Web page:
It seems like the NHL is finally figuring out some of the details to this one-of-a-kind off-season. The draft and free agency details were released last week while this week had news about the restricted free agents.
all of which takes on more importance than normal this year because of the flat cap environment and some teams thinking long and hard about certain RFAs and whether they will be qualified or not. If they're not qualified, they become UFAs.
— Pierre LeBrun (@PierreVLeBrun) September 14, 2020
The Winnipeg Jets have four important RFA’s to worry about this year with a handful of other RFA’s on the Moose. The important players to watch for are Jack Roslovic, Jansen Harkins, Mason Appleton, and Sami Niku.
Over the next week, we will take a look at each of these four players and speculate what their future will look like in Winnipeg.
Today the spotlight is on Jack Roslovic.
Thomas did a great job breaking down Roslovic’s potential as he speculated whether or not Roslovic has a chance to hit the 20 goal mark next season.
Roslovic is an interesting player because of his unnatural progression since coming into the league. At first glance, it appears he’s developing quite nicely as he’s increased his point totals each season. However, when you look a little closer, the development is actually concerning. Sure, the point totals have increased each year, but the rate at which he is scoring is decreasing. Roslovic’s highest scoring rate was actually during his rookie season when he played 31 games in 2017/2018. He scored 0.88 goals per 60 minutes and recorded 1.41 assists per 60 minutes. Those are some terrific numbers and Roslovic wasn’t able to keep up the pace in year two or three.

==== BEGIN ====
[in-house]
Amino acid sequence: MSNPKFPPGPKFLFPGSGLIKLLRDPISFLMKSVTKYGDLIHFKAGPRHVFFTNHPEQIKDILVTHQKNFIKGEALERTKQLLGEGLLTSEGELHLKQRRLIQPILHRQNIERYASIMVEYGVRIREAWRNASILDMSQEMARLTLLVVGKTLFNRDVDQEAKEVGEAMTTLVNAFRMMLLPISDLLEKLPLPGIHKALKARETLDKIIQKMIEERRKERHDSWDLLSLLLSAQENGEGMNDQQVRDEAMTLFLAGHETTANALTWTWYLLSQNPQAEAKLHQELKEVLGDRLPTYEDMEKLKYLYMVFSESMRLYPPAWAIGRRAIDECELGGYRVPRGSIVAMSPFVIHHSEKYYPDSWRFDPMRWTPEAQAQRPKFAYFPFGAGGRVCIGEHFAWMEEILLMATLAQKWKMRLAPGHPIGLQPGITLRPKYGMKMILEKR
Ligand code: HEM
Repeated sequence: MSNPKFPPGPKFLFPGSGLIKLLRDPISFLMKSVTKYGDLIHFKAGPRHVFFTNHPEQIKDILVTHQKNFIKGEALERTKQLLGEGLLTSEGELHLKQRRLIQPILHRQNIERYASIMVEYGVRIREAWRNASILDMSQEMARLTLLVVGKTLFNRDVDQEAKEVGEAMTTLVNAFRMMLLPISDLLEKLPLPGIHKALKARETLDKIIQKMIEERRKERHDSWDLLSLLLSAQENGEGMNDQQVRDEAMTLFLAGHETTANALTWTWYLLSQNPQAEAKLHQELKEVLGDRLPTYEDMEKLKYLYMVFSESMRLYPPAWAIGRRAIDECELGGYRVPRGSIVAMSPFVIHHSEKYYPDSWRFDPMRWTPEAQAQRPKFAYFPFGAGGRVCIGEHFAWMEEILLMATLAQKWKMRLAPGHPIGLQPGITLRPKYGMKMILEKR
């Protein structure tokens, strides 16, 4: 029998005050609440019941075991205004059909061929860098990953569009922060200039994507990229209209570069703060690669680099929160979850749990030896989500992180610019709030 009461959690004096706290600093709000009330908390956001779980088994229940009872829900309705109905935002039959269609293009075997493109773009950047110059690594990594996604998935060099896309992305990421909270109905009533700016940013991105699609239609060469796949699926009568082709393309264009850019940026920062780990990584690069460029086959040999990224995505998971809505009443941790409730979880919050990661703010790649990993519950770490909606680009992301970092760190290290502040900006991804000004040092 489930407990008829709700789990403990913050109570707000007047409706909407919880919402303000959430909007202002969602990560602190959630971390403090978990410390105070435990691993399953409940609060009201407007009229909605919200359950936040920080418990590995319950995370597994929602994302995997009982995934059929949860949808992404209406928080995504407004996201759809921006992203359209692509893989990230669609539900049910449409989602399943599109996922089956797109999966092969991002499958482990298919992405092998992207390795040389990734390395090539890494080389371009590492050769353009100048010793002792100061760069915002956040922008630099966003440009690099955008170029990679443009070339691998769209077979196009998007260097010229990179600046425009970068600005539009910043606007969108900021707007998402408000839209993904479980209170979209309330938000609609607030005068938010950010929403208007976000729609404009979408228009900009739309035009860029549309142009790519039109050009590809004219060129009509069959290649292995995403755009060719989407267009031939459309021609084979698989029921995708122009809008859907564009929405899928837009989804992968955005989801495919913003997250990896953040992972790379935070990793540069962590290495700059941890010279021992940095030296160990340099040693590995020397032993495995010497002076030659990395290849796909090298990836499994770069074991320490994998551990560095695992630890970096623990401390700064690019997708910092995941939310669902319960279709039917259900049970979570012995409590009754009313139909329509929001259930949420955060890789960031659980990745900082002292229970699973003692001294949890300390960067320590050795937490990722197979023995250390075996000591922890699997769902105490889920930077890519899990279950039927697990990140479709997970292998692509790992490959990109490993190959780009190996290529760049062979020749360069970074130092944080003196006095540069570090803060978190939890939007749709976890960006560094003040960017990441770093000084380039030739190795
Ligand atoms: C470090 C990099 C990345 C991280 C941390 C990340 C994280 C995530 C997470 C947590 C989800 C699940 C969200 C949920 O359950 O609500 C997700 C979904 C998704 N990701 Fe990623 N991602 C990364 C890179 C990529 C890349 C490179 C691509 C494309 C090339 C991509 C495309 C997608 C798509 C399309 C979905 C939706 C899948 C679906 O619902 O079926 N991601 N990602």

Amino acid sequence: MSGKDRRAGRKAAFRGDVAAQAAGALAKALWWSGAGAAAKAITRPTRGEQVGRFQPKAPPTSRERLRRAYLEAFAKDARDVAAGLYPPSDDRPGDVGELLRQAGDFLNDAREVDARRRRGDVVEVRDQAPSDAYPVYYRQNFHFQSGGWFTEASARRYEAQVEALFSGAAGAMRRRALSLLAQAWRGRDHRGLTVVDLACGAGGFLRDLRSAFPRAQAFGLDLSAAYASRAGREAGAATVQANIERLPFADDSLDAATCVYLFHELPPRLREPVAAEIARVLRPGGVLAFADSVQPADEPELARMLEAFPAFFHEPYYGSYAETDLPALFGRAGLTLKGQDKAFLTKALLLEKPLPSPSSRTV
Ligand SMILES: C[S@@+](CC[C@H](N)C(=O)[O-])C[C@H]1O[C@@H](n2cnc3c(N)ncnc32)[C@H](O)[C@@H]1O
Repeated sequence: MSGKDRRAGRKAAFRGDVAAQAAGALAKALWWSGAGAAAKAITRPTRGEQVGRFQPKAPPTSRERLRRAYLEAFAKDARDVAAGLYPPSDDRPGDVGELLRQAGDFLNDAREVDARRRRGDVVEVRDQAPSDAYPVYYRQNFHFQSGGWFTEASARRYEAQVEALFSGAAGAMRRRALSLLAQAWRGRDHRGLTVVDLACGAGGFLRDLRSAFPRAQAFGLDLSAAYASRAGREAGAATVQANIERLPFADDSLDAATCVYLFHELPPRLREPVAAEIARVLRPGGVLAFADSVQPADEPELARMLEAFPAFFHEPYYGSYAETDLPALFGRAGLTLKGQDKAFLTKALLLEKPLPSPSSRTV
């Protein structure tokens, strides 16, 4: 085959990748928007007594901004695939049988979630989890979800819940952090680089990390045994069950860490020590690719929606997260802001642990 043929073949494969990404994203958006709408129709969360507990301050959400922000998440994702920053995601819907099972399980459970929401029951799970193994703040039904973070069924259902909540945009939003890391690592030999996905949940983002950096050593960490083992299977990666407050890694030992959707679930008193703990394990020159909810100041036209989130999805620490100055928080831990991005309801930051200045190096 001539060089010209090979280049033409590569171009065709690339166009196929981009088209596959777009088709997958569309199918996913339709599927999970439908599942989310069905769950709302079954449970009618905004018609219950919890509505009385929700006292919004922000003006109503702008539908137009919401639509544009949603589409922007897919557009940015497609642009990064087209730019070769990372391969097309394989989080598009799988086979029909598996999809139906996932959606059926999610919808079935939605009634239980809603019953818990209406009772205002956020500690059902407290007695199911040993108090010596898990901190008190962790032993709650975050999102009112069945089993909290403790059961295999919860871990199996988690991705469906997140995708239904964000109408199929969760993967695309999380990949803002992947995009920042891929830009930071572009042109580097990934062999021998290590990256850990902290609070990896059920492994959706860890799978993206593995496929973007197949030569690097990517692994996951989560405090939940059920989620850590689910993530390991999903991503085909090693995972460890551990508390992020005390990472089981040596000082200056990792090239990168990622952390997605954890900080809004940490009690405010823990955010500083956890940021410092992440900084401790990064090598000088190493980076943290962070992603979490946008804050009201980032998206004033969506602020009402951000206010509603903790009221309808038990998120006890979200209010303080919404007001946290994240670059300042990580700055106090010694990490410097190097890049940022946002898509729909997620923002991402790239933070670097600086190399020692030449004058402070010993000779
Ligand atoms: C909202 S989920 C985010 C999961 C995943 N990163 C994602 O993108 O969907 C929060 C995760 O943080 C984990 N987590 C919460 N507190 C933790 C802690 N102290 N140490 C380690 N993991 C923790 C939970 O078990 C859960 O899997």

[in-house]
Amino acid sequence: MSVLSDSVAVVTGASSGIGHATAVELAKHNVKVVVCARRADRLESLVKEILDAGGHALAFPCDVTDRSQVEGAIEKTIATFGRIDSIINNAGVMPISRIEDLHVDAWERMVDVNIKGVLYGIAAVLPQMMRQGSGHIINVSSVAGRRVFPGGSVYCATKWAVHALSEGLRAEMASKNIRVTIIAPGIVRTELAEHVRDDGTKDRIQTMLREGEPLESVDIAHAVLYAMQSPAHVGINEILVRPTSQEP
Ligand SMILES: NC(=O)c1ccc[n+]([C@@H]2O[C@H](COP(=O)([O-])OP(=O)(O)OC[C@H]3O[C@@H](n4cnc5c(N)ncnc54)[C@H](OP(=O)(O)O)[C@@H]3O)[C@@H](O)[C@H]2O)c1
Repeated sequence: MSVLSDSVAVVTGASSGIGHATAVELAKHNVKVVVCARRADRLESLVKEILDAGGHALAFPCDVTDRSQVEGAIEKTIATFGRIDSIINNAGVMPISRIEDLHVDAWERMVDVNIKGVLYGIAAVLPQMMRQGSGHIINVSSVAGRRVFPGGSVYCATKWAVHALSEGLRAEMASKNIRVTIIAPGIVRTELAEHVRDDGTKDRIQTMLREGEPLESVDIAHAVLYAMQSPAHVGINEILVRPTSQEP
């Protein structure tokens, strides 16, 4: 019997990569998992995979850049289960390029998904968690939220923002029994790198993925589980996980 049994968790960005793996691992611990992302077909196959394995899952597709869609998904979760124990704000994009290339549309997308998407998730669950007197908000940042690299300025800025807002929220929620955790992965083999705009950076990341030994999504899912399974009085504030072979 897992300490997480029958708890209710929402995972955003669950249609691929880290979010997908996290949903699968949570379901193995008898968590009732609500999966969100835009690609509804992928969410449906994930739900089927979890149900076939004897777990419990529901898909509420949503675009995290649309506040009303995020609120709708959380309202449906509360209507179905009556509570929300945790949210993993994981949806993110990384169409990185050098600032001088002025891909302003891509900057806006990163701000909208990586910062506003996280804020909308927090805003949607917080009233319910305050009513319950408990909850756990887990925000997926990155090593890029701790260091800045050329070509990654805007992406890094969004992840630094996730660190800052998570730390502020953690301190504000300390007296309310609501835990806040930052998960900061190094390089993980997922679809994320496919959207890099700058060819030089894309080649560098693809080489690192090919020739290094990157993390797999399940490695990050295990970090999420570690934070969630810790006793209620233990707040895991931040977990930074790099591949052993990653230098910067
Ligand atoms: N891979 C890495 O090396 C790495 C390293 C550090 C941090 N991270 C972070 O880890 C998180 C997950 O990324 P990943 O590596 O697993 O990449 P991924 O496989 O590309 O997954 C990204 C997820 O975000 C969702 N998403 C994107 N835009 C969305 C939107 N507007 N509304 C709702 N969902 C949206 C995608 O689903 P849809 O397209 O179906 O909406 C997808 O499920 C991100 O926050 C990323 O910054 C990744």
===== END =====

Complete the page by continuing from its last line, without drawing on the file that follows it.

His goals per 60 has gone from 0.88 in 2017-2018 to 0.35 in 2018-2019 to 0.64 this past season while the assist rates have gone from 1.41 to 1.13 and now to 0.83 this season. (All numbers are at 5 on 5 and courtesy of naturalstattrick.com)
Based on these numbers, it’s really tough to know what is going to happen with Roslovic in the future. There’s definitely a chance that he makes a breakthrough in his fourth season, but he hasn’t really seized his opportunity to this point.
This discussion then begs the question: Where does Roslovic fit in the lineup?
He’s bounced around the second and third lines over the past few years, but he hasn’t quite shown enough consistency to force Maurice to give him more minutes. That being said, there’s an opening in the top six heading into this season and Roslovic needs to make a strong impression to be considered for the role.
In my opinion, this is the defining season in Roslovic’s career. If he can break through and become a dependable secondary scoring option, he could find a home in the top six for years to come. However, if he has another down season with too many scoring droughts, he will likely find himself on the third or fourth line in a depth role, possibly for the rest of his career.
In other words, it’s now or never for Roslovic to show his potential.
Given the nature of Roslovic’s career thus far, a short-term deal is likely in the best interest of both parties. It will be unlikely to see a long-term contract which the likes of Connor and Morrissey have recently signed. Instead, a bridge deal would satisfy both parties by allowing Roslovic a couple of years to really showcase his talent without Winnipeg being locked in for too long.
When looking at the contract specifics, it is always helpful to look at comparable players. Here’s a table with last year’s crop of RFA’s with similar numbers to Roslovic. Almost all of the similar players signed a contract between one and three years with an AAV between $1 million or $2 million.
Based on these comparables, it seems like Roslovic will slot in with a very similar contract. A reasonable deal would be for two years with an AAV of roughly $1.75 to $2 million.
It’s then up to Roslovic to decide what he does with the opportunity.